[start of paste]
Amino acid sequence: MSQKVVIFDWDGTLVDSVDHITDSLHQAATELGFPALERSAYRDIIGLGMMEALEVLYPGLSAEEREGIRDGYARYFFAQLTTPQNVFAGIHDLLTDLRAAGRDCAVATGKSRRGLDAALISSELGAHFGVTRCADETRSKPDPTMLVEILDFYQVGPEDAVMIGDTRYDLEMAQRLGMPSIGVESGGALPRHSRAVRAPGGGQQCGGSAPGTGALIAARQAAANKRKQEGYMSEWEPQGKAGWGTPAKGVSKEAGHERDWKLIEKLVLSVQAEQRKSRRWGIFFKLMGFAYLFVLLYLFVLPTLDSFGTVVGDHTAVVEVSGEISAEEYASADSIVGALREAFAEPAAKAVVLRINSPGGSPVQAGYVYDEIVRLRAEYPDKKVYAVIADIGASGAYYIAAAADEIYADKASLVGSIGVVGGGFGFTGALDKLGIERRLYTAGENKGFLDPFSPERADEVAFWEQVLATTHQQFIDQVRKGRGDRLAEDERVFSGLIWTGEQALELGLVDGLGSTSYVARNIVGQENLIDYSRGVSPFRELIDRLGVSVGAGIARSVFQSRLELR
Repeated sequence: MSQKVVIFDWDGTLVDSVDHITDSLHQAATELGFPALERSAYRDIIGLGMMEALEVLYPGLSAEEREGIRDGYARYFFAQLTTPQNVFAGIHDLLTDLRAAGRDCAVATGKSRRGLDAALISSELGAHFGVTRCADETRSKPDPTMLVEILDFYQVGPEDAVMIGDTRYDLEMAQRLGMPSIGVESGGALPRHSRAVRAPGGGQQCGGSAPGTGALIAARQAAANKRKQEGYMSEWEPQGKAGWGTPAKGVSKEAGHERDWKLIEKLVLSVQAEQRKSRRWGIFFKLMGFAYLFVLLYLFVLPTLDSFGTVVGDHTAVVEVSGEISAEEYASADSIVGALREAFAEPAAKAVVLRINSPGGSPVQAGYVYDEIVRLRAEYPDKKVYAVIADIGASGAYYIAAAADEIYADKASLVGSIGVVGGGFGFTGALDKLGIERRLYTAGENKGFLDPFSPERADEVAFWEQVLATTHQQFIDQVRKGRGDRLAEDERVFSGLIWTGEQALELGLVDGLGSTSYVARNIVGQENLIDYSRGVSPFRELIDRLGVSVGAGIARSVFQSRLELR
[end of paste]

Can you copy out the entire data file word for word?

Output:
Amino acid sequence: MSQKVVIFDWDGTLVDSVDHITDSLHQAATELGFPALERSAYRDIIGLGMMEALEVLYPGLSAEEREGIRDGYARYFFAQLTTPQNVFAGIHDLLTDLRAAGRDCAVATGKSRRGLDAALISSELGAHFGVTRCADETRSKPDPTMLVEILDFYQVGPEDAVMIGDTRYDLEMAQRLGMPSIGVESGGALPRHSRAVRAPGGGQQCGGSAPGTGALIAARQAAANKRKQEGYMSEWEPQGKAGWGTPAKGVSKEAGHERDWKLIEKLVLSVQAEQRKSRRWGIFFKLMGFAYLFVLLYLFVLPTLDSFGTVVGDHTAVVEVSGEISAEEYASADSIVGALREAFAEPAAKAVVLRINSPGGSPVQAGYVYDEIVRLRAEYPDKKVYAVIADIGASGAYYIAAAADEIYADKASLVGSIGVVGGGFGFTGALDKLGIERRLYTAGENKGFLDPFSPERADEVAFWEQVLATTHQQFIDQVRKGRGDRLAEDERVFSGLIWTGEQALELGLVDGLGSTSYVARNIVGQENLIDYSRGVSPFRELIDRLGVSVGAGIARSVFQSRLELR
Repeated sequence: MSQKVVIFDWDGTLVDSVDHITDSLHQAATELGFPALERSAYRDIIGLGMMEALEVLYPGLSAEEREGIRDGYARYFFAQLTTPQNVFAGIHDLLTDLRAAGRDCAVATGKSRRGLDAALISSELGAHFGVTRCADETRSKPDPTMLVEILDFYQVGPEDAVMIGDTRYDLEMAQRLGMPSIGVESGGALPRHSRAVRAPGGGQQCGGSAPGTGALIAARQAAANKRKQEGYMSEWEPQGKAGWGTPAKGVSKEAGHERDWKLIEKLVLSVQAEQRKSRRWGIFFKLMGFAYLFVLLYLFVLPTLDSFGTVVGDHTAVVEVSGEISAEEYASADSIVGALREAFAEPAAKAVVLRINSPGGSPVQAGYVYDEIVRLRAEYPDKKVYAVIADIGASGAYYIAAAADEIYADKASLVGSIGVVGGGFGFTGALDKLGIERRLYTAGENKGFLDPFSPERADEVAFWEQVLATTHQQFIDQVRKGRGDRLAEDERVFSGLIWTGEQALELGLVDGLGSTSYVARNIVGQENLIDYSRGVSPFRELIDRLGVSVGAGIARSVFQSRLELR